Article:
Hi, thank you for visiting my blog. I’m Alison and I am married with two gorgeous children. My journey into becoming a parent was not an easy one; taking ten years of heartache, longing and many tears before our first little miracle girl, M, was born, six weeks prematurely, in 2009. She is a miracle for many reasons…not least the time it took to conceive her, but also for the fact she survived a nightmare pregnancy ending with me being very seriously ill, close to death and being admitted to Intensive Care for a week. Many people prayed, including people I’d never met. The doctors were amazing and excelled themselves, I recovered, gave birth and we both live to tell the tale! As I recovered, with a new born baby to adore and focus all my attention on so my dream became a reality. As my baby girl grew so did the desire to give her a brother or sister. This time I fell pregnant fairly quickly and my ultimate dream was finally being fulfilled. I would have a family to call my own. Joy turned to sadness however, when at an early routine scan, problems with the baby were detected. I was told the baby would be unlikely to survive the pregnancy and that if, by any remote chance it did, then it would probably have some kind of syndrome such as Turner’s, Edward’s or Down’s. My world fell apart in an instant. My husband and I tried to come to terms with this prognosis. That our longed for brother or sister to M would die. We clung to each other and to our faith in God. Abortion was not an option for us, though it was quickly offered. Yet it is one thing to have principles, and another to actually have to stand on them. In my darkest moments in the days that followed, I almost envied women who could take that option. I wanted to run. I wanted it all to be over. Quickly. We made it clear we would not abort our unborn child but at the same time we were very scared of what we believed we were facing. However, as the pregnancy progressed so the prognosis improved. Weekly scans showed an improving situation and no sign of the various heart defects that were gloomily predicted. By the third trimester, the baby was growing well. This was one determined little girl!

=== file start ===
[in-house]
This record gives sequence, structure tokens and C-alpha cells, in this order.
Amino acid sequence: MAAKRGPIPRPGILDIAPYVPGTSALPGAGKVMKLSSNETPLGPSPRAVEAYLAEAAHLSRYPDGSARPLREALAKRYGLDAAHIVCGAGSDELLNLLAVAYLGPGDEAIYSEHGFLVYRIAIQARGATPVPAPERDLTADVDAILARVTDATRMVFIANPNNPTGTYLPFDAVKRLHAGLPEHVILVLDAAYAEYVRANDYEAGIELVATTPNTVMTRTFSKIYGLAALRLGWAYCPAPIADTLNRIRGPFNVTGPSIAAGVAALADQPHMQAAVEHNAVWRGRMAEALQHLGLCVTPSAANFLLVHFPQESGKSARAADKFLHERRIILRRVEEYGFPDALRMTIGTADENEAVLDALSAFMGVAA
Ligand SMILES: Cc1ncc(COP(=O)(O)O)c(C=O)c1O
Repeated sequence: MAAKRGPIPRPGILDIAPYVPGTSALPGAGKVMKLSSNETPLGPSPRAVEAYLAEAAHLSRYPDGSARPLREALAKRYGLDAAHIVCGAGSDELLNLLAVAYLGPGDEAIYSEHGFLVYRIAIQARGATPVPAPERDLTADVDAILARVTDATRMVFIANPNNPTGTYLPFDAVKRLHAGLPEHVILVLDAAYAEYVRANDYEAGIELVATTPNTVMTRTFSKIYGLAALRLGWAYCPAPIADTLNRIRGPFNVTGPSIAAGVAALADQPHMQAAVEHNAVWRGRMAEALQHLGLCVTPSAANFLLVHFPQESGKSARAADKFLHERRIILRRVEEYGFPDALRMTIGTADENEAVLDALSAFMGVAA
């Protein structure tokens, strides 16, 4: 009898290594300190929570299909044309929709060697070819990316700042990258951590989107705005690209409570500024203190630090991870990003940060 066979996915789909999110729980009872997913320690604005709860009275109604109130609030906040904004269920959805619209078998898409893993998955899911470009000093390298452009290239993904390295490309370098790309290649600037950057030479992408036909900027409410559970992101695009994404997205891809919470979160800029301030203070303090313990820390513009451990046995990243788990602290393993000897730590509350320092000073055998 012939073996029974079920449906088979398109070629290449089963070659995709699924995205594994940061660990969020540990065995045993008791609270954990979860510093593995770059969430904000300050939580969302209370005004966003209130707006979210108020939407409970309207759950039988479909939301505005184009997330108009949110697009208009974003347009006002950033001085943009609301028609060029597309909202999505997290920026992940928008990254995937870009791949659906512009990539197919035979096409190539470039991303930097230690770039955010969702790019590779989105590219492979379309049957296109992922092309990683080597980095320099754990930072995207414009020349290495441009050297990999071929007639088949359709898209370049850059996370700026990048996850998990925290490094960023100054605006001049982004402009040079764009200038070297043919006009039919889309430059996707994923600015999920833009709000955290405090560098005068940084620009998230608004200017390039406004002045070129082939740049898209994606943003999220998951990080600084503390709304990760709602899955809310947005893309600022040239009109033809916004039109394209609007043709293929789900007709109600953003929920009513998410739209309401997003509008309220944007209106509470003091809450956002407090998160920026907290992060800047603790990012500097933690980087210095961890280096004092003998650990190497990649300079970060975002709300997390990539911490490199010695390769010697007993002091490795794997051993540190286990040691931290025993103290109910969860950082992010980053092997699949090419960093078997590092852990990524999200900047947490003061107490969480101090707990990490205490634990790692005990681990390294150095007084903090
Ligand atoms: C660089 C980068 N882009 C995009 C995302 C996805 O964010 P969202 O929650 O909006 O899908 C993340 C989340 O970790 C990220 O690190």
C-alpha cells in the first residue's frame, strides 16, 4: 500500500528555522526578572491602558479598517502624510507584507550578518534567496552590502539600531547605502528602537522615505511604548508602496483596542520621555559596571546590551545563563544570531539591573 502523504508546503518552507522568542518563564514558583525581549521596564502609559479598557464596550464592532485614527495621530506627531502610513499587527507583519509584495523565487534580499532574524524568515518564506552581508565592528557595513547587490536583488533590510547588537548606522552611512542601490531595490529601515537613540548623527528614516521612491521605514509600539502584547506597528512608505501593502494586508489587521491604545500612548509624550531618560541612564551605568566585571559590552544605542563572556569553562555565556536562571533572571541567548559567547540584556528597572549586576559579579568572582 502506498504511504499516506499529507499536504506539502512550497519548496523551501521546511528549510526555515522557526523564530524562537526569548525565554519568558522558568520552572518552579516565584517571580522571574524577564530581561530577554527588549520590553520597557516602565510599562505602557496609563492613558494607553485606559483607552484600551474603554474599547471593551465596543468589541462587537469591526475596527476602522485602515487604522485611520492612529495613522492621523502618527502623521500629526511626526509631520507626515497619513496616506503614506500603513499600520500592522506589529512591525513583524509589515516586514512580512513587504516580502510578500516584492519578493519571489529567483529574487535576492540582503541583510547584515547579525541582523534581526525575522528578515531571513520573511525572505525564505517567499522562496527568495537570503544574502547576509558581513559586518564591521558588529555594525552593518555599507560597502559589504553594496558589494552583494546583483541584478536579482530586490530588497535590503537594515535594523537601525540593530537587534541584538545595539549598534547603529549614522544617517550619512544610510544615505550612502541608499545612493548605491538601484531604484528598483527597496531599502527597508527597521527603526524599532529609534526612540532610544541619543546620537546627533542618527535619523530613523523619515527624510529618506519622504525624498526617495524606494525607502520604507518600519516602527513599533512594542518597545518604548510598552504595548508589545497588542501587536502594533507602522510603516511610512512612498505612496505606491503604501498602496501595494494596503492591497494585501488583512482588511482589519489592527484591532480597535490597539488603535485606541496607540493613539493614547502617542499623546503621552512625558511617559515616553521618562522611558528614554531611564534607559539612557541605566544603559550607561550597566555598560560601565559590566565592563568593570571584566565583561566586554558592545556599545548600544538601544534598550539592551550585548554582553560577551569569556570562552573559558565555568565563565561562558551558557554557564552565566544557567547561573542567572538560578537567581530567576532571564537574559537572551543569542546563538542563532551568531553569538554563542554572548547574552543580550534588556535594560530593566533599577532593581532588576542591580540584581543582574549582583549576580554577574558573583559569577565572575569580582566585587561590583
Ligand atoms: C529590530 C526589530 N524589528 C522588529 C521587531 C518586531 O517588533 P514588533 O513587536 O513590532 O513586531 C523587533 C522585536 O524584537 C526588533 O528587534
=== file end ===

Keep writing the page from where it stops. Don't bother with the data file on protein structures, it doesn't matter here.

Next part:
Hazel was born in September 2011. We were overjoyed, but our joy was short lived. Within an hour of her birth it was clear that our baby was not well. Our fears from earlier in the pregnancy loomed large in the recovery suite. Though no one actually confirmed it, we knew. Our beautiful little girl had Down’s Syndrome. What should have been a time of joy and happiness as we bonded with our new addition became a sorrow filled time. We tried once again to come to terms with this news; not helped by the tone of the medical staff caring for us – it was a week before anyone said ‘congratulations’ to me in the hospital. No one had anything positive to say, only ‘I’m sorry’. Holding together feelings of overwhelming love for this helpless little human life, trying to keep warm in her incubator and feelings of sadness. Why did our baby have to have Down’s Syndrome? This must be a mistake. God had got it wrong. He didn’t mean for us to have a child with disabilities. Surely. That was not part of the dream. Yet that first night, as she lay next to me in her incubator, I fell head over heels in love and a new dream began. When I woke the next day, however it felt more like a nightmare as Hazel was taken from me, very seriously ill and sent to another hospital 40 miles away. I was not well enough to go with her at first, but after a few days I was well enough to travel and so followed many weeks of travelling each day to be at her bedside before she was finally allowed home. Years later and our lives have changed beyond all recognition. Both girls have additional needs; as well as Down’s syndrome we have since added diagnoses of Dyspraxia and Autism into the family mix! Yet one emotion overrides it all. Joy. Joy in the most unexpected places and all because of a little girl with Down’s Syndrome and her wonderful big sister. And my hope, in writing this blog is that it may help other parents who have received the news that their baby may have Down’s syndrome. That it will offer them hope; a hope I was not given at the time. That they may realise far sooner than I did that having a child with an extra chromosome is most definitely something wonderful, not something to fear or be sad about. In the words of my GP – ….”you will meet some amazing people, it will be an incredible journey.”